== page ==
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Forum Category: General Dentistry

Moderated by:
Todd Snyder

Considering Overtreatment

Patients who are dissatisfied with the appearance of crowded and/or rotated teeth are often reluctant to receive orthodontic therapy due to the duration of this treatment, or a host of similar such factors.  While it is always important to stress that a noninvasive, orthodontic means of improving the arch form and position is the best means of improving such a condition, if the patient is fully informed of the treatment options available yet he or she still desires to avoid an extended treatment period, contemporary restorative techniques--including the placement of crowns or veneers--can provide exceptional results that address the patient's original concern.  How, though, does a responsible and ethical practitioner sift through the patient's motivations and related clinical factors to determine the means of treating a patient with crowded or rotated dentition without being too invasive?
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Considering Overtreatment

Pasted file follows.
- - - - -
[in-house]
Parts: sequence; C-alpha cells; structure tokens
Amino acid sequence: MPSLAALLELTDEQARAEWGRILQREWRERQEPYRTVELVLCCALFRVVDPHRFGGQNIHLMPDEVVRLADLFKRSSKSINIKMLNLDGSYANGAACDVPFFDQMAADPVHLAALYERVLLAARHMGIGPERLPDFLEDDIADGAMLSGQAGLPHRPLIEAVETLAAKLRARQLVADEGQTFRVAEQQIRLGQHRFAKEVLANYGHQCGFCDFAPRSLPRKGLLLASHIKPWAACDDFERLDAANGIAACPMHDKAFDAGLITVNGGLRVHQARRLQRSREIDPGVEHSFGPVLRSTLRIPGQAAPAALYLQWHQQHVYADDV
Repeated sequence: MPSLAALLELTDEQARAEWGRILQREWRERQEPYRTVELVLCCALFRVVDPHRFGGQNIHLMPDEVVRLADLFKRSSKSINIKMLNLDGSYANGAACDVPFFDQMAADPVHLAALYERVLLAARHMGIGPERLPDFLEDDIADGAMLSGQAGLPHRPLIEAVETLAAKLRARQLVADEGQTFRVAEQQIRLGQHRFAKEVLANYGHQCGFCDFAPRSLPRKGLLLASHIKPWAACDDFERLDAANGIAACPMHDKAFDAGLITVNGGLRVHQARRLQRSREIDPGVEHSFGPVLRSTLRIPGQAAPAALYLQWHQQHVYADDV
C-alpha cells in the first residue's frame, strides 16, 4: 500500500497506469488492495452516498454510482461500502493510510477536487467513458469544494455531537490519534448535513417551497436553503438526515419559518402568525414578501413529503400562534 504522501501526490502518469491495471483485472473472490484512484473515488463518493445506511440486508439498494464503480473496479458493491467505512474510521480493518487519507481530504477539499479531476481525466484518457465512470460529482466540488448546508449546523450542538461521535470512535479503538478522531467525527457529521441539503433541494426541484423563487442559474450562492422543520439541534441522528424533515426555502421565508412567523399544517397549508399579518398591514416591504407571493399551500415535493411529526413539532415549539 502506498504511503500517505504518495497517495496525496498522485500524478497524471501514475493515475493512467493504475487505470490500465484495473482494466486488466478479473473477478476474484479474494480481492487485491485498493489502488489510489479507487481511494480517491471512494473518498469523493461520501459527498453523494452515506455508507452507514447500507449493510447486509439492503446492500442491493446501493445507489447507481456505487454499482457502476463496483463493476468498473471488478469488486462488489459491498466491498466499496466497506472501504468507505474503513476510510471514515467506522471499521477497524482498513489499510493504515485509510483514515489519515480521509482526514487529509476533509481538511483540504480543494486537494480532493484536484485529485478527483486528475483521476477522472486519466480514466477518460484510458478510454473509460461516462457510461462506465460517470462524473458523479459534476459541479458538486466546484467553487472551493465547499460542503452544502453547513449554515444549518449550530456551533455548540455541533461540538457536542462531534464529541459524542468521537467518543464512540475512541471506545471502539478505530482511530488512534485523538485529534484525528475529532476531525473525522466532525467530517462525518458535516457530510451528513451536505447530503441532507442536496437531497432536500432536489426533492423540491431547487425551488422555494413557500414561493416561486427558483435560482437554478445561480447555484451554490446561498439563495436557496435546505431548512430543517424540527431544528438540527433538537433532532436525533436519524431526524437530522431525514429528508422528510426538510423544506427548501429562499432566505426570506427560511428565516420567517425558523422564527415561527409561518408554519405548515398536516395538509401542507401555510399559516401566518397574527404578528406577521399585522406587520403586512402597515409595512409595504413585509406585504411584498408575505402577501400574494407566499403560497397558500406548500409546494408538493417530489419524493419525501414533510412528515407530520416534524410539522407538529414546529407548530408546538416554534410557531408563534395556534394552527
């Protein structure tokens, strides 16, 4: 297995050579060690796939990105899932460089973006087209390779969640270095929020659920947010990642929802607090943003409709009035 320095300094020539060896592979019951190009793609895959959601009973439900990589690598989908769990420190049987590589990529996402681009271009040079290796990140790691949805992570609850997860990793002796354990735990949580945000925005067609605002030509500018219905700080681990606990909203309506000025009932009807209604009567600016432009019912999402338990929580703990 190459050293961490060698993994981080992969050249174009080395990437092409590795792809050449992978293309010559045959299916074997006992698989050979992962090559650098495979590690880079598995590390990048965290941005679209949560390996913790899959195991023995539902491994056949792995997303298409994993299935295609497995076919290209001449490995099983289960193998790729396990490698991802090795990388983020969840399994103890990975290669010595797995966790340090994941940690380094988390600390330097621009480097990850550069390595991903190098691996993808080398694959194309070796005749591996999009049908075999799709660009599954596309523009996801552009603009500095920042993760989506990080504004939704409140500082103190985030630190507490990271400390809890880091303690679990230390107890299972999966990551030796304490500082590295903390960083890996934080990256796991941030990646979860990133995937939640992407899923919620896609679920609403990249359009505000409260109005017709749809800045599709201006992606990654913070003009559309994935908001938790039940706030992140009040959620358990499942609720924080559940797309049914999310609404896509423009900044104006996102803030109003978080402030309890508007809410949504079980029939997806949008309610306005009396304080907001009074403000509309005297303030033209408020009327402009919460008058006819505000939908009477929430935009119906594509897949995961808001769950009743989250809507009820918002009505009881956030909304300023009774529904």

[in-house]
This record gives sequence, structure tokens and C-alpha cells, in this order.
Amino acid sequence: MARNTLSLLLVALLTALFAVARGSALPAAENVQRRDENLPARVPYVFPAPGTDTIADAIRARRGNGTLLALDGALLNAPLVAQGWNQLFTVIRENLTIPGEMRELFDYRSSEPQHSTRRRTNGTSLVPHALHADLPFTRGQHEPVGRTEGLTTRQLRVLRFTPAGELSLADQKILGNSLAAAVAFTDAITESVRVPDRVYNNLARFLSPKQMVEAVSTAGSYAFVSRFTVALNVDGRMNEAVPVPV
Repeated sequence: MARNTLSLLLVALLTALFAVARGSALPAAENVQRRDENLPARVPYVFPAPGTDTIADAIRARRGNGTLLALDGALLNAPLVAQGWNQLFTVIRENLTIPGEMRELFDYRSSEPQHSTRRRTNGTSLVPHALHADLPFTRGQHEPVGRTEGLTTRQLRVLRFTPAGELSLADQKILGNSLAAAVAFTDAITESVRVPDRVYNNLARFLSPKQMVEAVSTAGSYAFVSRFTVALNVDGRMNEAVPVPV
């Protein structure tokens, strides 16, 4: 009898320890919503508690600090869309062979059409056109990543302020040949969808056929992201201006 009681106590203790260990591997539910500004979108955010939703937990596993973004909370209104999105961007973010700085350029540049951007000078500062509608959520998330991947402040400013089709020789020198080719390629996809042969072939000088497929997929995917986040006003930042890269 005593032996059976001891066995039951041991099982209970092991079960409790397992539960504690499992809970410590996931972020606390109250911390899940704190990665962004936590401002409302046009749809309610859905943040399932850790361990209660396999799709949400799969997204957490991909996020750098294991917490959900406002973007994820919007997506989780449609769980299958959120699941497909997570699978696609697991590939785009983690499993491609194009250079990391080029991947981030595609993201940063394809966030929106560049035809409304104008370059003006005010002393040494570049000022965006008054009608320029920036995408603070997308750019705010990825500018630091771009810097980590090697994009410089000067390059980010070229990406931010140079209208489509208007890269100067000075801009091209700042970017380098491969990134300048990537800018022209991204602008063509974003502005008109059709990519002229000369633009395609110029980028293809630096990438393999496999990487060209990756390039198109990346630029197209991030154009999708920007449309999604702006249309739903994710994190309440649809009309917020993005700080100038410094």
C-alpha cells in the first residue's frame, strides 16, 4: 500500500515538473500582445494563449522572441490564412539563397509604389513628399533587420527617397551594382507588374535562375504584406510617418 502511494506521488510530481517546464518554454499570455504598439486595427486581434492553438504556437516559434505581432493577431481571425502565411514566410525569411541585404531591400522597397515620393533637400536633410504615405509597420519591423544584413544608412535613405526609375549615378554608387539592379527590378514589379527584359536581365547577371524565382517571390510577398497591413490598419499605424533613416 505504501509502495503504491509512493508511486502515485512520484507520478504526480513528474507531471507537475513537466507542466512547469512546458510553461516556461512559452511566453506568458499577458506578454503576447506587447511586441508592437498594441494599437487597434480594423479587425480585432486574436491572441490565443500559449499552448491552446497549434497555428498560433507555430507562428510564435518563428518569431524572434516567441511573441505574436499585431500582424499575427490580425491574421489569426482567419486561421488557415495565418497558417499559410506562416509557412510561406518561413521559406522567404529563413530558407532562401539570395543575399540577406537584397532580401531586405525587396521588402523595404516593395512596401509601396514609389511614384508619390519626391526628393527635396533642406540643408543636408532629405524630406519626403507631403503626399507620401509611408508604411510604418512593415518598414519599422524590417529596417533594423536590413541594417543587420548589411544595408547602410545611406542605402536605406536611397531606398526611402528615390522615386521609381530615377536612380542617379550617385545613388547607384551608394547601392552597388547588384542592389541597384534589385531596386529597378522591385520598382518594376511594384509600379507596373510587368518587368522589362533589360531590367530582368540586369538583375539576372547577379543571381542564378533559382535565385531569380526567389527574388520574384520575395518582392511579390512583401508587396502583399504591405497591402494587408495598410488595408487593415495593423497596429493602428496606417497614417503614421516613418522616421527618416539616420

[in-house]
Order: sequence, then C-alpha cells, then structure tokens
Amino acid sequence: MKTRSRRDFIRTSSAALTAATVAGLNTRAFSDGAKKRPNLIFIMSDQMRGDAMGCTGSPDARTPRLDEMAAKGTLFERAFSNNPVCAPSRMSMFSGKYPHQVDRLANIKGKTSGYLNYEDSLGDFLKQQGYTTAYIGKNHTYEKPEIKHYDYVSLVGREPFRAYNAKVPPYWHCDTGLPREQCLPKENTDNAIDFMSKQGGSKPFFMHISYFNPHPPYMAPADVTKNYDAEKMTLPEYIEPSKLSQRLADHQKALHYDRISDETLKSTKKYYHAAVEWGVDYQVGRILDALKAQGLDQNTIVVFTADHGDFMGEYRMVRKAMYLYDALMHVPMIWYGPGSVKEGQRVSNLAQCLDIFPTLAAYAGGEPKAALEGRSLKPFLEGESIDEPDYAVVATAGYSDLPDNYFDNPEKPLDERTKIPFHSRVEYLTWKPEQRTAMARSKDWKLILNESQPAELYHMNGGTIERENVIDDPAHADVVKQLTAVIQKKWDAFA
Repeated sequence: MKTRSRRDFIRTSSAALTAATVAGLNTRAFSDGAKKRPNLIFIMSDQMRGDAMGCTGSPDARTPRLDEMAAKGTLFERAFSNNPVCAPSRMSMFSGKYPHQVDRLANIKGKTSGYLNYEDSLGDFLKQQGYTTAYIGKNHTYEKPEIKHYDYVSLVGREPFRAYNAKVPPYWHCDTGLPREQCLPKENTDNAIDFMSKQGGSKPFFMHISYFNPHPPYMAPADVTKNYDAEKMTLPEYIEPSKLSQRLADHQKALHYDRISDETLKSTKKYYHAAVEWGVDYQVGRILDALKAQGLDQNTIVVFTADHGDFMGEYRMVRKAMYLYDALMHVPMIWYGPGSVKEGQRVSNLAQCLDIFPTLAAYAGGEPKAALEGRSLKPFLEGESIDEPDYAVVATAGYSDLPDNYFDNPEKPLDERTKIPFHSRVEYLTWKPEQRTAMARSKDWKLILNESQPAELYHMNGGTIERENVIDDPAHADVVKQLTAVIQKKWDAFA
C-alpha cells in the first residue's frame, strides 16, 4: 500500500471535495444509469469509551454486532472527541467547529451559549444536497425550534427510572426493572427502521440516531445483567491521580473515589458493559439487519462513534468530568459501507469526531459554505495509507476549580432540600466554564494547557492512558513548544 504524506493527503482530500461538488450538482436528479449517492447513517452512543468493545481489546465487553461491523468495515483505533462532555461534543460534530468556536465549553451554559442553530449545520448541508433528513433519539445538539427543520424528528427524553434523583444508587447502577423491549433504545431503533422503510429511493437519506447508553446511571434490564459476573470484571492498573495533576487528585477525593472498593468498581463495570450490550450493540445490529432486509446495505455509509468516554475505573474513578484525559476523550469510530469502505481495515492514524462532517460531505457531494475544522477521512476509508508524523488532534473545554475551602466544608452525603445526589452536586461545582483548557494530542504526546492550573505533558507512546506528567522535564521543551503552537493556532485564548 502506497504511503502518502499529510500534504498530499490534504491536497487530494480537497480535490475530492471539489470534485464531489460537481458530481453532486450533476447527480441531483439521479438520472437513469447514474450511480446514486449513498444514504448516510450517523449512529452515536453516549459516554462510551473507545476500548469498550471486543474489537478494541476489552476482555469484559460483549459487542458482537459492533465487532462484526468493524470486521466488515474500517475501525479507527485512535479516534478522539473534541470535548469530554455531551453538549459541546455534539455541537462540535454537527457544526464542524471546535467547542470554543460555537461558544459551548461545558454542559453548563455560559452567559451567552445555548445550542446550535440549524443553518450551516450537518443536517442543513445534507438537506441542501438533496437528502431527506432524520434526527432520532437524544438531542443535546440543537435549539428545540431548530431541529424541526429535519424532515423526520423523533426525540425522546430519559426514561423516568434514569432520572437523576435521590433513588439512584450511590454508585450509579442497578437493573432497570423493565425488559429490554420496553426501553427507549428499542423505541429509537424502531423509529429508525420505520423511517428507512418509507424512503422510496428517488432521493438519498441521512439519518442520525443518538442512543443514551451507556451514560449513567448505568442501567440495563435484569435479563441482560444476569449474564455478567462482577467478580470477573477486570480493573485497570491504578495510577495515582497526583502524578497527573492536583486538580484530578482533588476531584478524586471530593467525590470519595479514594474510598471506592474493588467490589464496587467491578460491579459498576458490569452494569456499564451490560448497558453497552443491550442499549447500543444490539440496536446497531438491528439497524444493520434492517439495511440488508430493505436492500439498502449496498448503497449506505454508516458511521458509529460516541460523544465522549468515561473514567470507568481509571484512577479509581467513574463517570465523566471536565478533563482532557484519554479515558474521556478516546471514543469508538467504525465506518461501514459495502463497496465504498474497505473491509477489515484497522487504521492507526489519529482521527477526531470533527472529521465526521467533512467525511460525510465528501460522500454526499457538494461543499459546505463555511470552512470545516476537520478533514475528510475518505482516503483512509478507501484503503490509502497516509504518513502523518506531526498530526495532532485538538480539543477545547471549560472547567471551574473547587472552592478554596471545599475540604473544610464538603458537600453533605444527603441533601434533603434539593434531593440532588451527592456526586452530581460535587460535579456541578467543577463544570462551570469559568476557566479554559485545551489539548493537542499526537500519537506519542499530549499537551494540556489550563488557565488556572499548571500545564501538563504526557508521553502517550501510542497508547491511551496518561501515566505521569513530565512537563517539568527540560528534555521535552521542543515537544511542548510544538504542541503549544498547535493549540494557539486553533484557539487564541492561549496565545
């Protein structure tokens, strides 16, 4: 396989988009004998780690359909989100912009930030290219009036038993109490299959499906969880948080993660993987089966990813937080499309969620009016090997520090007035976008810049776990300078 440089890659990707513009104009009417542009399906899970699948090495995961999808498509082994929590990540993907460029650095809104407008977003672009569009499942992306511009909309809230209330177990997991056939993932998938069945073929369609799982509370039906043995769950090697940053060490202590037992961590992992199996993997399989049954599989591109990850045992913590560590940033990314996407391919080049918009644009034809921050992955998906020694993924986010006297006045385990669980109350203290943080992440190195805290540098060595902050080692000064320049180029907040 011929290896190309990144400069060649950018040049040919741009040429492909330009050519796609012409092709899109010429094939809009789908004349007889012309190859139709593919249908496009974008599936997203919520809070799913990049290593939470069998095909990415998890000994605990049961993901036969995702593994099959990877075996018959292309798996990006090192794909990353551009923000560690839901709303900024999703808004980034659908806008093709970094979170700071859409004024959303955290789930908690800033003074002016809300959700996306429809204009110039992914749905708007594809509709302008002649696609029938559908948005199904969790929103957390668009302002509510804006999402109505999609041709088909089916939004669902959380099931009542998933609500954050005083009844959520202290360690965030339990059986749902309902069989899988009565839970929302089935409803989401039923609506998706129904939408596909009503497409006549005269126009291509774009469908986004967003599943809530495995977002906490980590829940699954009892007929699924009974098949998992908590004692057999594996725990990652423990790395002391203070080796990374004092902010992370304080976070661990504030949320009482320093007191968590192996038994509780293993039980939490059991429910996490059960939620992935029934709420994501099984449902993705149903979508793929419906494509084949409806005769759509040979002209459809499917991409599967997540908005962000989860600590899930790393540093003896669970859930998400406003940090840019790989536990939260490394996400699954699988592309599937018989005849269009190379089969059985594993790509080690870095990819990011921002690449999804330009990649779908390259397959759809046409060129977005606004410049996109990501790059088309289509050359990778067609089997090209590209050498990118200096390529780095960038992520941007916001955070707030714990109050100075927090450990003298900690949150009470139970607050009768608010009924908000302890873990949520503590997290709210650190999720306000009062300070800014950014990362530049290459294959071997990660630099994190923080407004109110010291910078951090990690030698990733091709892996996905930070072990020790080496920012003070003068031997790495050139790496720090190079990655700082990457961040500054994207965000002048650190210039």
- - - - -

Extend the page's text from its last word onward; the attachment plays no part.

08:30 PM | Apr 11,2016
The question raised is extremely interesting, particularly with my residency in orthodontics beginning soon. I see the ethical concern but I do believe that at the end of the day, you must respect the patient's autonomy. That being said, the treatment selected must also be within the realms of accepted treatment and uphold the ethical principles of beneficience and nonmaleficence. I agree with Dr. Touati stating that an orthodontic consult should be obtained prior to the decision so the patient is fully informed so they can make an educated choice. I definitely would strongly suggest orthodontics and even educate the patient about treatment that would be less visible, such as Invisalign or clear braces. I would also look into practices in which the orthodontists used expedited processes such as Suresmile or another computerized way of placing and adjusting braces. This would address the patient's concern with having braces for an extended treatment period.

Considering Overtreatment

08:34 AM | Mar 07,2012

Considering Overtreatment

09:49 AM | Aug 10,2011
Thanks for the insight Dr. Snyder, looking forward to more posts

Considering Overtreatment

01:04 PM | Aug 04,2011
Is it ever acceptable to refuse a patient treatment? I think of the "do no harm" guidepost but this can be difficult to define!

Considering Overtreatment

08:05 AM | Jun 23,2011
An excellent, topic, and an important one for dentists at every level of the profession. It is always a careful balance among patient demand, the clinician's ability and experience in managing such conditions, and discussion among other specialists. It would be important to have this patient visit an orthodontist's office first before further prosthodontic treatment is really considered.